What’s in a name; are we talking about the Caped Crusader?
Well, no. ‘BAT’ is not a reference to Gotham City; it stands for ‘Berlina Aerodinamica Tecnica Alfa Romeos’.
So how did they come about?
Bertone was commissioned by Alfa Romeo in the early 1950s to produce a series of striking concept vehicles designed to explore the effects of drag on a vehicle. It was all very space-age and took place at the same time as Carrozzeria Touring made the Disco Volante (‘flying saucer’). Bertone’s Franco Scaglione masterminded the design project, building all cars on Alfa Romeo 1900 SS chassis.
And were they successful?
In terms of low drag, yes. A drag coefficient of of 0.19 was recorded for the very best and, despite the modest 1900cc, four-cylinder engine and extravagant bodywork, a top speed of over 120mph was achievable. Publicity-wise, the cars created a storm wherever they were shown. And still do.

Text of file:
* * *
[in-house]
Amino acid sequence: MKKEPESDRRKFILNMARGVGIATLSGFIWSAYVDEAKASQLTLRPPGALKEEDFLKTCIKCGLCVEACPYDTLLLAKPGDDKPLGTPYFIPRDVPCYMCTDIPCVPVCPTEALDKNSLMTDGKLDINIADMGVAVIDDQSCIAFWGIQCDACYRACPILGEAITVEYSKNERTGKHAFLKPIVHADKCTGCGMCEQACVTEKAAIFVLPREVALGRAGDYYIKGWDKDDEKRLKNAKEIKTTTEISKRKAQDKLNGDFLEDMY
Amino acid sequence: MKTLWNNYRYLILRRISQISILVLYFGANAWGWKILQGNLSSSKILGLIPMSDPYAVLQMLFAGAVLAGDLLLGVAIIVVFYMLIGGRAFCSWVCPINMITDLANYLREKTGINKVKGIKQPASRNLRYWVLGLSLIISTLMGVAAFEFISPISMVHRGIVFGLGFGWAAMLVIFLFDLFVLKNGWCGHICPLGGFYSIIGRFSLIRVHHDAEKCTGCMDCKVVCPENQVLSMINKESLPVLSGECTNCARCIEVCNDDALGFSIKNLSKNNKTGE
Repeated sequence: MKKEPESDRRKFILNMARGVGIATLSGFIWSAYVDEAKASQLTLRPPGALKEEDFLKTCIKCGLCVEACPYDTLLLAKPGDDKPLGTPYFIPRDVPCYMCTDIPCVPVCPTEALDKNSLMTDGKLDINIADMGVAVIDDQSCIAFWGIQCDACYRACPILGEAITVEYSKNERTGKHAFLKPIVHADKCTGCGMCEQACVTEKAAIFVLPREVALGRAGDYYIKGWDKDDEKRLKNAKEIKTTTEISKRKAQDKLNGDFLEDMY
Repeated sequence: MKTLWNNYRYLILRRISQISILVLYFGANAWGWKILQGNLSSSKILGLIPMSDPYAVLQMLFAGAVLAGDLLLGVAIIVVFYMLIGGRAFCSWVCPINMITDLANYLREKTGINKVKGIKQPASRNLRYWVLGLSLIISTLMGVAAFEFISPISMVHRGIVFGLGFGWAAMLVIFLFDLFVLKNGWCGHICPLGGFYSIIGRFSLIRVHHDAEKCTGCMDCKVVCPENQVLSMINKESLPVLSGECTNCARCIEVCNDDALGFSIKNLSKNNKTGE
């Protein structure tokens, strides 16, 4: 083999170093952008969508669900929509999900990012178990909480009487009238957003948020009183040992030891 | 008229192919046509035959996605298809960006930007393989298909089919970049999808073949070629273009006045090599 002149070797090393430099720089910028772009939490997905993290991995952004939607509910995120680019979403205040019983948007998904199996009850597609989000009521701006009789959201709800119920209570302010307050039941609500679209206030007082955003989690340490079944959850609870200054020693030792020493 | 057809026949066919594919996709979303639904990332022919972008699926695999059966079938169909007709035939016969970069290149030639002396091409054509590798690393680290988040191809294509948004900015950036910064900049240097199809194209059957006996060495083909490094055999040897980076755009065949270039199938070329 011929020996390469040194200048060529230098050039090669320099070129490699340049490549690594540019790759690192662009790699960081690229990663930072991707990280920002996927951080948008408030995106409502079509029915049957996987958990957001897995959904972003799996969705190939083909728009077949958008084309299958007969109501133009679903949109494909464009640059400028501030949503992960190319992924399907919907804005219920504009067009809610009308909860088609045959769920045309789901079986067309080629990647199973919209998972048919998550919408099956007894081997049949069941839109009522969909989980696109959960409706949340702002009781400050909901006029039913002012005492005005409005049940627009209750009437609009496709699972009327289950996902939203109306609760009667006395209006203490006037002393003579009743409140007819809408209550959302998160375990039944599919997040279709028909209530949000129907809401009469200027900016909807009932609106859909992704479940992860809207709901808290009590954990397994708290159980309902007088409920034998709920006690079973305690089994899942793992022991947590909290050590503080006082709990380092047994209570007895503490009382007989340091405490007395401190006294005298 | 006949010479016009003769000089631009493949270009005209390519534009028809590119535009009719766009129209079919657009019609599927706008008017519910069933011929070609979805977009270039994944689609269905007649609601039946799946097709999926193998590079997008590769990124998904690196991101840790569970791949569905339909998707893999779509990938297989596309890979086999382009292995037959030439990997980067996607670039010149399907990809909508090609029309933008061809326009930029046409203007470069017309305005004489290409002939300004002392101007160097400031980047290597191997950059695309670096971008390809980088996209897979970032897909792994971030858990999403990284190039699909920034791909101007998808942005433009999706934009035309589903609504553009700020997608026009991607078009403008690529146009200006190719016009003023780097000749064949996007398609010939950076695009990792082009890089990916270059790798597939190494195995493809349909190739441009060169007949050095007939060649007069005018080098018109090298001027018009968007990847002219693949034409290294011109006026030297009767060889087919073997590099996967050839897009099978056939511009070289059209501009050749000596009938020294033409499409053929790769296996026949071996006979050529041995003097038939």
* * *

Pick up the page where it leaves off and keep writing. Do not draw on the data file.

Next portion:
So, BAT 5, BAT 7 and BAT 9 - how many were made?
Between 1953 and 1955, one car per year was revealed at the Turin Motor Show. Three cars in all. Legend has it that the ‘5’ came about as it took five attempts before Scaglione was happy with the final result.
And what happened to them afterwards?
In the period immediately after 1955, all three were bought by American entrepreneur (and business partner of Nuccio Bertone) Stanley Harold ‘Wacky’ Arnolt II. He drove BAT 5 on the road for many years. When the collection was split up, BAT 7 was raced and fell into quite bad disrepair, and BAT 9 served as a ‘gate guardian’ outside a General Motors dealership in Michigan. All very sad.
So where are they now?
Thankfully, in good hands, in a single collection. All three were restored in the UK prior to a magnificent unveiling at the 2005 Pebble Beach Concours d’Elegance. They occasionally make other visits to the concours lawn, and have been seen at the Goodwood Cartier Style et Luxe, the Louis Vuitton Bagatelle Concours d'Elegance, Paris and Villa d’Este.